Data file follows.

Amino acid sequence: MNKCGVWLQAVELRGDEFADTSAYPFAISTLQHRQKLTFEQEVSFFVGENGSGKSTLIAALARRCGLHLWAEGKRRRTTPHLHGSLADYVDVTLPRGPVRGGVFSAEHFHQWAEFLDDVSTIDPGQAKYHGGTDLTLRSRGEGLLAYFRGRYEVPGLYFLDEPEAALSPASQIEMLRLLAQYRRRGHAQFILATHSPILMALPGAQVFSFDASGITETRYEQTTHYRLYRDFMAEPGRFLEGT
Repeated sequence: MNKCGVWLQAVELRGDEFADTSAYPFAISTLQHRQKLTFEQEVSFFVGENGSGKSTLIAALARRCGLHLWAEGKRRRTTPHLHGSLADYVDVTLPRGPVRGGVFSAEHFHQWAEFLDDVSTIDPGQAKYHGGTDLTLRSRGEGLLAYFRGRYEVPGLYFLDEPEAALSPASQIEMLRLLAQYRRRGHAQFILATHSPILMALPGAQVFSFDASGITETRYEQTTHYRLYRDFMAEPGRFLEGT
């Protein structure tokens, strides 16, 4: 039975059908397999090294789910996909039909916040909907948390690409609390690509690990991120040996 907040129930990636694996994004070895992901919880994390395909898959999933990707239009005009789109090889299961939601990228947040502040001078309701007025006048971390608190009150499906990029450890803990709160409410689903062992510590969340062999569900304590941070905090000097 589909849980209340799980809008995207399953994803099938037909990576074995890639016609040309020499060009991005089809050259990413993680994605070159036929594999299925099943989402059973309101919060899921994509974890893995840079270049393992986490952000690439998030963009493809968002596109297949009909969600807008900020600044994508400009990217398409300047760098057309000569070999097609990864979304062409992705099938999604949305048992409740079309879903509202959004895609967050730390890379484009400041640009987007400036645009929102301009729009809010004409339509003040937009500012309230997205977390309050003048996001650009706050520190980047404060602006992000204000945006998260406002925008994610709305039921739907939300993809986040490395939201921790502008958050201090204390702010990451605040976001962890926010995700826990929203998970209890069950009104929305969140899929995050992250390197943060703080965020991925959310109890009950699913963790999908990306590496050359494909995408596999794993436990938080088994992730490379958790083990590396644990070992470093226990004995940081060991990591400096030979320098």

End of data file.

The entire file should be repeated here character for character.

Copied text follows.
Amino acid sequence: MNKCGVWLQAVELRGDEFADTSAYPFAISTLQHRQKLTFEQEVSFFVGENGSGKSTLIAALARRCGLHLWAEGKRRRTTPHLHGSLADYVDVTLPRGPVRGGVFSAEHFHQWAEFLDDVSTIDPGQAKYHGGTDLTLRSRGEGLLAYFRGRYEVPGLYFLDEPEAALSPASQIEMLRLLAQYRRRGHAQFILATHSPILMALPGAQVFSFDASGITETRYEQTTHYRLYRDFMAEPGRFLEGT
Repeated sequence: MNKCGVWLQAVELRGDEFADTSAYPFAISTLQHRQKLTFEQEVSFFVGENGSGKSTLIAALARRCGLHLWAEGKRRRTTPHLHGSLADYVDVTLPRGPVRGGVFSAEHFHQWAEFLDDVSTIDPGQAKYHGGTDLTLRSRGEGLLAYFRGRYEVPGLYFLDEPEAALSPASQIEMLRLLAQYRRRGHAQFILATHSPILMALPGAQVFSFDASGITETRYEQTTHYRLYRDFMAEPGRFLEGT
């Protein structure tokens, strides 16, 4: 039975059908397999090294789910996909039909916040909907948390690409609390690509690990991120040996 907040129930990636694996994004070895992901919880994390395909898959999933990707239009005009789109090889299961939601990228947040502040001078309701007025006048971390608190009150499906990029450890803990709160409410689903062992510590969340062999569900304590941070905090000097 589909849980209340799980809008995207399953994803099938037909990576074995890639016609040309020499060009991005089809050259990413993680994605070159036929594999299925099943989402059973309101919060899921994509974890893995840079270049393992986490952000690439998030963009493809968002596109297949009909969600807008900020600044994508400009990217398409300047760098057309000569070999097609990864979304062409992705099938999604949305048992409740079309879903509202959004895609967050730390890379484009400041640009987007400036645009929102301009729009809010004409339509003040937009500012309230997205977390309050003048996001650009706050520190980047404060602006992000204000945006998260406002925008994610709305039921739907939300993809986040490395939201921790502008958050201090204390702010990451605040976001962890926010995700826990929203998970209890069950009104929305969140899929995050992250390197943060703080965020991925959310109890009950699913963790999908990306590496050359494909995408596999794993436990938080088994992730490379958790083990590396644990070992470093226990004995940081060991990591400096030979320098």